In which I receive the O'Reilly Open Source Award

By Christopher Allan Webber on Tue 01 September 2015

Well, I'm late in putting this one out there, but it's still worth putting on the record! About a month ago, I was fortunate enough to receive the O'Reilly Open Source Award. In fact, here's a picture of me receiving it!

receiving the award
Photo taken by Brandin Grams, CC BY 4.0, originally microblogged by Karen Sandler

(... there's a video too!)

So, getting the award was exciting and unexpected. Exciting, because just look at the list of people who have received this award previously!

Even to just share the stage with friends Marina Zhurakhinskaya of Outreachy, Stefano Zacchiroli of Debian, and Sarah Mei was a huge honor (okay, Sarah Mei is not someone I know, but I know very well of Railsbridge and the many ways it has paved forward diversity initiatives in free software). Plus, even though I don't know much about Hadoop, I know others who do, and the looming head of Doug Cutting behind us in videorecording excited them! And looking at former recipients, nearly everyone on this list is a person who has made humongous strides in shaping the world of free and open source software, and let's face it, almost everyone on this list has done more in that capacity than I have.

Which leads me to the surprise part... I was really not expecting this award, so when I saw the email informing me I was being awarded it I began to flag it as spam, assuming it was something that snuck past spamassassin. But wait, I actually know this award! I then preceded to try to get Morgan's attention (she was on the phone) by exuberantly waving my arms, which lead our dog to jump up and also wave her forelegs in a very similar fashion.

So that is all to say I'm very honored to have received the thing!

So, then I knew I received the award, but didn't know for what text I was nominated until the ceremony, but I was really happy with it when I heard it said: for my free software advocacy (and with those words) and my work on GNU MediaGoblin (GNU was pronounced with each letter as if a university chant... G! N! U!). I suspected as much and I'm glad I received the award under that description.

And that is also to say I am really glad for the recognition!

The recognition does help, in some way, as a counterbalance to other feelings. In another sense, I also look at the list of other people who have received the award and I feel a bit embarrassed because I think maybe I don't deserve it. I had confided in this to some friends (I guess it's no longer confiding now that I'm writing in a blogpost), and the response has mostly been something along the lines of "of course you do, just feel good about the thing", and of course that's also the kind of thing you want to hear from your friends, and it would be pretty embarrassing if they didn't say those kinds of things in response, and you begin to wonder that given that if you're playing some sort of scripted roles, and typing this I even wonder if this "I don't deserve it" text is doing that too, and maybe it is, maybe everything is... but I still think sometimes I am fooling everyone and when I am given recognition that I am some kind of tricky person, tricky enough to trick people into giving me an award for a pile of incomplete things.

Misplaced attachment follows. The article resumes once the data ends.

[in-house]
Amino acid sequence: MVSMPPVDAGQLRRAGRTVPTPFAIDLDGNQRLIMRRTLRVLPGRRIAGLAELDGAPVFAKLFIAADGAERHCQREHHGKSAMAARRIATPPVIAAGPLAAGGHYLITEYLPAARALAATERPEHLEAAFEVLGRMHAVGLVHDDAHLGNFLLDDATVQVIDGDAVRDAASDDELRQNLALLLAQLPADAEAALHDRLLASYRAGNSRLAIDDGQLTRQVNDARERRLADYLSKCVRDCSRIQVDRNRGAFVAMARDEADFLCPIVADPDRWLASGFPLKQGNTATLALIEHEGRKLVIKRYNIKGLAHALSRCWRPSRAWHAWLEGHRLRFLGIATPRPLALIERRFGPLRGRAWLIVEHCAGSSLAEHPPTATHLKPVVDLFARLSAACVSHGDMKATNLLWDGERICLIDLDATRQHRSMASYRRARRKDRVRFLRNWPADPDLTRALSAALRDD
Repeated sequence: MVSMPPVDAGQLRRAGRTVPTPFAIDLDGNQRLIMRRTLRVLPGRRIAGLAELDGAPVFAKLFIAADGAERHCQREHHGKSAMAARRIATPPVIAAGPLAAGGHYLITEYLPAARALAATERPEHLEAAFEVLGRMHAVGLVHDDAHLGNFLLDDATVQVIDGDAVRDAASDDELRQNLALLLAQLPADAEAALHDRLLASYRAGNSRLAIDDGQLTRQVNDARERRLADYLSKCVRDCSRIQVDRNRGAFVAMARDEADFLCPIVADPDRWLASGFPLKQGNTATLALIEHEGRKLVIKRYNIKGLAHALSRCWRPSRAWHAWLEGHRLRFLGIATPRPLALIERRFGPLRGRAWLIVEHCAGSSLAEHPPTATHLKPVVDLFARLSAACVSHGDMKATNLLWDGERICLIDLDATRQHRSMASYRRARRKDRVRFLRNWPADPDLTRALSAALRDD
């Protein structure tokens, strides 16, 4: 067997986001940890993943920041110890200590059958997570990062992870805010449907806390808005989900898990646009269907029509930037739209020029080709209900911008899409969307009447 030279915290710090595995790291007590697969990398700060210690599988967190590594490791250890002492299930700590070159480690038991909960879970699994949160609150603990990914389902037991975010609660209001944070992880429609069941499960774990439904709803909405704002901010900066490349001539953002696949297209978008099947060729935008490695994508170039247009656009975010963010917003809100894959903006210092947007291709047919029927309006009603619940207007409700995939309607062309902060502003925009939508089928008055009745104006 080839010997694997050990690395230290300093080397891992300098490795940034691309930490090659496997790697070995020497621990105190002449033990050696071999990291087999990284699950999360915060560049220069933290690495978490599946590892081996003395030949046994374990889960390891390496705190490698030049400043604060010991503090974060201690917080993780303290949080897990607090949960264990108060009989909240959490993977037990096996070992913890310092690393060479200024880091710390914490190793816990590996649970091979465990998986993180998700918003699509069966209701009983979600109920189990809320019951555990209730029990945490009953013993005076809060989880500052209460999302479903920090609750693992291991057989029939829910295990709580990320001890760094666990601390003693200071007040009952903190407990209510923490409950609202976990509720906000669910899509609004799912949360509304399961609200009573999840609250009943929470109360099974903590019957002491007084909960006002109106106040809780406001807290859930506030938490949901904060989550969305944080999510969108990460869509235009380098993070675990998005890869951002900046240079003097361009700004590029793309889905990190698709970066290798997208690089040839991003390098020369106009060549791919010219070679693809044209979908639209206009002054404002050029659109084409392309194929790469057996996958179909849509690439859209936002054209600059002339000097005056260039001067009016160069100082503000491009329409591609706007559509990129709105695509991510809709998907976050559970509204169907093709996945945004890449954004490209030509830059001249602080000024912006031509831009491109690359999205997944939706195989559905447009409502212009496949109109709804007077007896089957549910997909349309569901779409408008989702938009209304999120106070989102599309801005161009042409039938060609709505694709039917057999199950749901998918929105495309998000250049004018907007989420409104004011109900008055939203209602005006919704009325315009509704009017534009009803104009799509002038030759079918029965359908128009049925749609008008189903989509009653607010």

I think there are a variety of reasons for this, one of the more obvious being that MediaGoblin is moving along but it isn't there yet, something I think nobody is more deeply aware of than myself. And people are still locked down by proprietary network services, we still don't have a generally agreed upon federation standard, and it is still really hard to run your own server. These aren't my battles alone and a good number of us are working on them, (and I even have interesting things to report in these areas that I have not yet blogged about) but when I think about things not being done I feel personally responsible for it. Part of the challenge also is that I do not generally look at my life as in terms of things I have accomplished, but in terms of the things I haven't, and obviously that is not a great strategy for feeling good about the things you've done.

But let me turn this blogpost back around again, before I look like some kind of jerk who gets an award and then mopes about it!

In this same sense the recognition has helped a lot. Not everything that I want to see done is done yet, but the O'Reilly Open Source Award selection process happens through previous winners, so clearly people who know better than I do have recognized that the things we've done and the direction we're heading are the right ones.

You may notice that I'm switching between "I" and "we", so a bit more on that... it's worth noting that any accomplishments I have are connected to some significant free software community, so they're hardly just "my" accomplishments... that statement of indicating that the roads we're heading down are the right ones applies to all the people in the communities of which I've become some apparent type of minor figurehead. (Be wary of pedestals, with coordination like mine, a great way to dash oneself against the floor...)

So! That's a lot of words there, but the crux it is that I'm still excited to have gotten the award, and as much of a worrier as I am, the recognition is especially nice as a kind of reassurance. In the meanwhile, I have a fancy new bookshelf and a nice little display for this hunk of glass:

On the bookshelf

On the bookshelf, zoomed in a bit

O'Reilly award, on display

Pretty cool hunk of glass, right? I think so!

PS: John Sullivan snapped this image of Stefano Zacchiroli and I right after the ceremony, on a trip to Powell's books.

Award Winners at Pow-ells
"Award Winners" photo taken by John Sullivan CC BY-SA 4.0